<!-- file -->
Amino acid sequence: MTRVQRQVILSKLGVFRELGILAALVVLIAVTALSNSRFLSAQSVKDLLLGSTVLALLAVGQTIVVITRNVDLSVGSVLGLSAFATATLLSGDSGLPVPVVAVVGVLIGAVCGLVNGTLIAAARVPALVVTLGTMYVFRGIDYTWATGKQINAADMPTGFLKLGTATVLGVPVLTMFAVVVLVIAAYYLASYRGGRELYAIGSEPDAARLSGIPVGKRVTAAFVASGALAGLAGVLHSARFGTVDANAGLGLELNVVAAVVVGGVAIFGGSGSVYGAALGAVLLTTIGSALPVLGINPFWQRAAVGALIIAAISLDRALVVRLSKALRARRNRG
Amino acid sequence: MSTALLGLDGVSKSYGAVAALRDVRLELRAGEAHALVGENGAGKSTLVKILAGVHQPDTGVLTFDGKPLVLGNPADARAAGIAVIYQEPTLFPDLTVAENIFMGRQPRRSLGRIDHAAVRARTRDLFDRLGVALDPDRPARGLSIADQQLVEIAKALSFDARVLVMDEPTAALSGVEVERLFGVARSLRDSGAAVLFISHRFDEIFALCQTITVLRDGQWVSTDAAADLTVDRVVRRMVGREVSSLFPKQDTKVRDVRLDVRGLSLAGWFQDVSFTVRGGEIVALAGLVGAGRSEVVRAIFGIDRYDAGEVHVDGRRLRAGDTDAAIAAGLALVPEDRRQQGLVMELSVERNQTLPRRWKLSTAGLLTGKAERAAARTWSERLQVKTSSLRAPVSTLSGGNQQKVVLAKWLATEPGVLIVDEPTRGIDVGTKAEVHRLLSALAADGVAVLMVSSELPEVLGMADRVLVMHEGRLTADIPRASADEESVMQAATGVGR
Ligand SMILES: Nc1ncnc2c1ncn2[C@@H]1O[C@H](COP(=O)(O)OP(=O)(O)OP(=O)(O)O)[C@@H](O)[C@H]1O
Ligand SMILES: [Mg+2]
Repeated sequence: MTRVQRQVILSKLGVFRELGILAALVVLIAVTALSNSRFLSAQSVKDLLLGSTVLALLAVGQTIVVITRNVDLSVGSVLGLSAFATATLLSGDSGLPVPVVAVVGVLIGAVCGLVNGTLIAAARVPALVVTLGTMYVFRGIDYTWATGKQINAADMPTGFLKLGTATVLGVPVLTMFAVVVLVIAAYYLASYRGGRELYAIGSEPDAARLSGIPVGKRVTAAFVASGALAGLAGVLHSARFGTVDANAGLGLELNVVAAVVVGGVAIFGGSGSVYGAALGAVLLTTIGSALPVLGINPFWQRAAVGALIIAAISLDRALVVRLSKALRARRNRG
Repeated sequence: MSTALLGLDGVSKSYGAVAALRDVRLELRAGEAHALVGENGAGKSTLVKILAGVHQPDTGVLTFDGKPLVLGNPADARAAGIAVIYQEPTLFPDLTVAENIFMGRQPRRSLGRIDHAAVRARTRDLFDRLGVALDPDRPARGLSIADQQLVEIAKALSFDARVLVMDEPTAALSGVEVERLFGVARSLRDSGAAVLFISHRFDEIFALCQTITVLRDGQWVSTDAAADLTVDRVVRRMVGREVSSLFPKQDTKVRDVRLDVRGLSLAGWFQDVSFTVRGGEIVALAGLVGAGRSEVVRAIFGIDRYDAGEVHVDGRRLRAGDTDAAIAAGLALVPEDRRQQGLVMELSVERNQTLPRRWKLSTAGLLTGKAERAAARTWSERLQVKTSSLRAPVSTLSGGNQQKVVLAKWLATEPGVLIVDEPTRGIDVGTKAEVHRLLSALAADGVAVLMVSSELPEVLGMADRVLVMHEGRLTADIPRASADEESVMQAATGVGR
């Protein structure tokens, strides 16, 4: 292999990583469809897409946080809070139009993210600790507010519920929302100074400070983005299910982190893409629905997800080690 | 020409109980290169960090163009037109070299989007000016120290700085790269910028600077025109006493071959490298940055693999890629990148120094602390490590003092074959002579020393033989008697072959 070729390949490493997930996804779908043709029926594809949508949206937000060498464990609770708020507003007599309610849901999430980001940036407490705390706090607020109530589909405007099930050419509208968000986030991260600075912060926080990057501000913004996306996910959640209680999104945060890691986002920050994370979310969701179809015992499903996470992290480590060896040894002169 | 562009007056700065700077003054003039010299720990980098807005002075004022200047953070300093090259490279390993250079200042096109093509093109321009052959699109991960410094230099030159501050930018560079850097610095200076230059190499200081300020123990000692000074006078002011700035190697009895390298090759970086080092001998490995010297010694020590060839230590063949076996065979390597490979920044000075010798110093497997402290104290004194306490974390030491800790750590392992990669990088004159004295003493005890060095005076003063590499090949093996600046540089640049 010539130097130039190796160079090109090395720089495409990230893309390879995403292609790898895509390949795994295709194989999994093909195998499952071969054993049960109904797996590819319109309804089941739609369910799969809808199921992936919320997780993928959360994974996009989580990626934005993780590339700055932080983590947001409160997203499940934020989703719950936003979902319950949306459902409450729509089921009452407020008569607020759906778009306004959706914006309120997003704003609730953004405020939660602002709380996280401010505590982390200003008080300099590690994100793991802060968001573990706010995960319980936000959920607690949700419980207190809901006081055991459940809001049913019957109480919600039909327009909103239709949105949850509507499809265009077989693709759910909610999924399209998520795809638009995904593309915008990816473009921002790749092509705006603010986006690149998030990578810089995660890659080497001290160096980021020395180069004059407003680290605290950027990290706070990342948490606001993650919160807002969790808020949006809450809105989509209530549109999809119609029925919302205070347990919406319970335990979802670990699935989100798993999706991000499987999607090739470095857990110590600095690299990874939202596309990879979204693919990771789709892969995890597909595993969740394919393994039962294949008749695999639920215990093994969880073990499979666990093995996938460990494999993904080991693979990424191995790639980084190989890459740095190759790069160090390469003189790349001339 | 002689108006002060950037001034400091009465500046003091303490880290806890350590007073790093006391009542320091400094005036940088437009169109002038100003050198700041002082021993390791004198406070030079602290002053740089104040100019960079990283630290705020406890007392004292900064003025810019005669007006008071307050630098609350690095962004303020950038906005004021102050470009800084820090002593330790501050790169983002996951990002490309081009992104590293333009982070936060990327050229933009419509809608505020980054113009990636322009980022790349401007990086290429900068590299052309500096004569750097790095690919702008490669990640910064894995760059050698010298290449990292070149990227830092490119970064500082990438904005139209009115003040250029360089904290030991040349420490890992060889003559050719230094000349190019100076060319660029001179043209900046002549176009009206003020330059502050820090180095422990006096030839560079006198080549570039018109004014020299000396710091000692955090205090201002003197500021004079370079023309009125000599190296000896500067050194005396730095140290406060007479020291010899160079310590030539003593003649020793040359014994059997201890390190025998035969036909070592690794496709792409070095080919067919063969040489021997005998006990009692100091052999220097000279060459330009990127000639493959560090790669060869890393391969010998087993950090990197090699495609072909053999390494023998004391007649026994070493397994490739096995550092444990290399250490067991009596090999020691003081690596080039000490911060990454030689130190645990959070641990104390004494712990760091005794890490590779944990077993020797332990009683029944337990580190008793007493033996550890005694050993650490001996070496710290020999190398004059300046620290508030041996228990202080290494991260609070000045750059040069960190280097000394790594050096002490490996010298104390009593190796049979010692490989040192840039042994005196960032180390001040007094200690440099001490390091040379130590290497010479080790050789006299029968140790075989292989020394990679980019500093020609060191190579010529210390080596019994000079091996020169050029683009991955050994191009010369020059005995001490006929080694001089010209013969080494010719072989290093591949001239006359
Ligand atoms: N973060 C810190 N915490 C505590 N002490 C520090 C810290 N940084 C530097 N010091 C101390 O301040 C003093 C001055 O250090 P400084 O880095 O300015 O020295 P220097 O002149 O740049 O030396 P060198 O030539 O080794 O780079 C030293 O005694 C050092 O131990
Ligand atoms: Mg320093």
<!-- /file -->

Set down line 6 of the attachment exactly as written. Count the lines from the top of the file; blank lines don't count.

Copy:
Repeated sequence: MSTALLGLDGVSKSYGAVAALRDVRLELRAGEAHALVGENGAGKSTLVKILAGVHQPDTGVLTFDGKPLVLGNPADARAAGIAVIYQEPTLFPDLTVAENIFMGRQPRRSLGRIDHAAVRARTRDLFDRLGVALDPDRPARGLSIADQQLVEIAKALSFDARVLVMDEPTAALSGVEVERLFGVARSLRDSGAAVLFISHRFDEIFALCQTITVLRDGQWVSTDAAADLTVDRVVRRMVGREVSSLFPKQDTKVRDVRLDVRGLSLAGWFQDVSFTVRGGEIVALAGLVGAGRSEVVRAIFGIDRYDAGEVHVDGRRLRAGDTDAAIAAGLALVPEDRRQQGLVMELSVERNQTLPRRWKLSTAGLLTGKAERAAARTWSERLQVKTSSLRAPVSTLSGGNQQKVVLAKWLATEPGVLIVDEPTRGIDVGTKAEVHRLLSALAADGVAVLMVSSELPEVLGMADRVLVMHEGRLTADIPRASADEESVMQAATGVGR